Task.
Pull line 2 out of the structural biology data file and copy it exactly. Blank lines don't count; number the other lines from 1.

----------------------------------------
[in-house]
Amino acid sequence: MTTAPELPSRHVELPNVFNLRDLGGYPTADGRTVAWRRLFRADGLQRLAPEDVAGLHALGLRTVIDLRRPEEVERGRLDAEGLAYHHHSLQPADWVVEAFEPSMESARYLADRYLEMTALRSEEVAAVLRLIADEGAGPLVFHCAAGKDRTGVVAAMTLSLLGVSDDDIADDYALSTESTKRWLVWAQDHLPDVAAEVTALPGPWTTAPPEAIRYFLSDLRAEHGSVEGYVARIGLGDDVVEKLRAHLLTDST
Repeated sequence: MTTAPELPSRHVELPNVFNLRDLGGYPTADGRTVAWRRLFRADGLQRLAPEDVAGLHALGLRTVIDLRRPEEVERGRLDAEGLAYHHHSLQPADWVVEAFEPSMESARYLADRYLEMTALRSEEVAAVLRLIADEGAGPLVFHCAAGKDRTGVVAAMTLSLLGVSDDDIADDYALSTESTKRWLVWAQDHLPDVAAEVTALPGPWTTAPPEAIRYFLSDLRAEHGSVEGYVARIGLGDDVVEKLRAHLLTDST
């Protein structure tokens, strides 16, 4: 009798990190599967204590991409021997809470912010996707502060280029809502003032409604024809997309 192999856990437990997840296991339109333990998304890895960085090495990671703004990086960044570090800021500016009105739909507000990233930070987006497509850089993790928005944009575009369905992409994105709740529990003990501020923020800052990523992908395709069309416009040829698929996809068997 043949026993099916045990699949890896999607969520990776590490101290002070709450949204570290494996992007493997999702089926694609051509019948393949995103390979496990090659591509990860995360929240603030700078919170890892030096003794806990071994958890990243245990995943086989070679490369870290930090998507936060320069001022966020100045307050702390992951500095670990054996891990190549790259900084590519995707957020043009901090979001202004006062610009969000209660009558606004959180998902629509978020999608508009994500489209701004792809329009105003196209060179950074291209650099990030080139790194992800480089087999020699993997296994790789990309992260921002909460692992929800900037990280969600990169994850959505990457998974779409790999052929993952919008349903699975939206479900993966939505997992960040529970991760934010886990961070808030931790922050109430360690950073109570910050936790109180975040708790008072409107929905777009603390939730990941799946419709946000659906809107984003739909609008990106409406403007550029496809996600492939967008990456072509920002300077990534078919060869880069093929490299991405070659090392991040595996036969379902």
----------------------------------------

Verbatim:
Amino acid sequence: MTTAPELPSRHVELPNVFNLRDLGGYPTADGRTVAWRRLFRADGLQRLAPEDVAGLHALGLRTVIDLRRPEEVERGRLDAEGLAYHHHSLQPADWVVEAFEPSMESARYLADRYLEMTALRSEEVAAVLRLIADEGAGPLVFHCAAGKDRTGVVAAMTLSLLGVSDDDIADDYALSTESTKRWLVWAQDHLPDVAAEVTALPGPWTTAPPEAIRYFLSDLRAEHGSVEGYVARIGLGDDVVEKLRAHLLTDST